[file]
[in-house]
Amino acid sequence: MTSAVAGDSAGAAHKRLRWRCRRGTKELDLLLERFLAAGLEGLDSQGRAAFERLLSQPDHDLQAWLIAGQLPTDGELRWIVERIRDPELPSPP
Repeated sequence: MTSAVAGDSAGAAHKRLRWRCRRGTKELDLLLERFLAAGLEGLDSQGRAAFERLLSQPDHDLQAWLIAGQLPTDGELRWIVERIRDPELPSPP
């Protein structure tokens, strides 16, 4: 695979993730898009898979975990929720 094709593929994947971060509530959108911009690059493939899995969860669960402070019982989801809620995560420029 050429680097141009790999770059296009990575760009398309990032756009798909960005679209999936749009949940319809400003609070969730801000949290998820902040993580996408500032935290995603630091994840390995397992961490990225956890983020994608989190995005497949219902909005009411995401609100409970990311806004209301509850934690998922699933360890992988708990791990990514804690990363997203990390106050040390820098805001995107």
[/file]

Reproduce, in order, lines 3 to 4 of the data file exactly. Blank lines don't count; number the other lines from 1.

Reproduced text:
Repeated sequence: MTSAVAGDSAGAAHKRLRWRCRRGTKELDLLLERFLAAGLEGLDSQGRAAFERLLSQPDHDLQAWLIAGQLPTDGELRWIVERIRDPELPSPP
């Protein structure tokens, strides 16, 4: 695979993730898009898979975990929720 094709593929994947971060509530959108911009690059493939899995969860669960402070019982989801809620995560420029 050429680097141009790999770059296009990575760009398309990032756009798909960005679209999936749009949940319809400003609070969730801000949290998820902040993580996408500032935290995603630091994840390995397992961490990225956890983020994608989190995005497949219902909005009411995401609100409970990311806004209301509850934690998922699933360890992988708990791990990514804690990363997203990390106050040390820098805001995107």